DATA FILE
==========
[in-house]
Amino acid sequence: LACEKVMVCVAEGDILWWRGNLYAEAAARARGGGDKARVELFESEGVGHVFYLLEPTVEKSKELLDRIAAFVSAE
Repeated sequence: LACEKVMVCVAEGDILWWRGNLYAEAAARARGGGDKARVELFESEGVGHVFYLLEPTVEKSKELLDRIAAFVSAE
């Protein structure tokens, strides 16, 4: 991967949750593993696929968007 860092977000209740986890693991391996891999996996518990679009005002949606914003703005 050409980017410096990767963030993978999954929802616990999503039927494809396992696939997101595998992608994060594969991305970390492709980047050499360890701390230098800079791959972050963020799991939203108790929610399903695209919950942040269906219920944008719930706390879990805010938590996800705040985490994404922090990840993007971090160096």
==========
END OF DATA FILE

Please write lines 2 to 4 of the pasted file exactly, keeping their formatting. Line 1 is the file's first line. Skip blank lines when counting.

Amino acid sequence: LACEKVMVCVAEGDILWWRGNLYAEAAARARGGGDKARVELFESEGVGHVFYLLEPTVEKSKELLDRIAAFVSAE
Repeated sequence: LACEKVMVCVAEGDILWWRGNLYAEAAARARGGGDKARVELFESEGVGHVFYLLEPTVEKSKELLDRIAAFVSAE
């Protein structure tokens, strides 16, 4: 991967949750593993696929968007 860092977000209740986890693991391996891999996996518990679009005002949606914003703005 050409980017410096990767963030993978999954929802616990999503039927494809396992696939997101595998992608994060594969991305970390492709980047050499360890701390230098800079791959972050963020799991939203108790929610399903695209919950942040269906219920944008719930706390879990805010938590996800705040985490994404922090990840993007971090160096």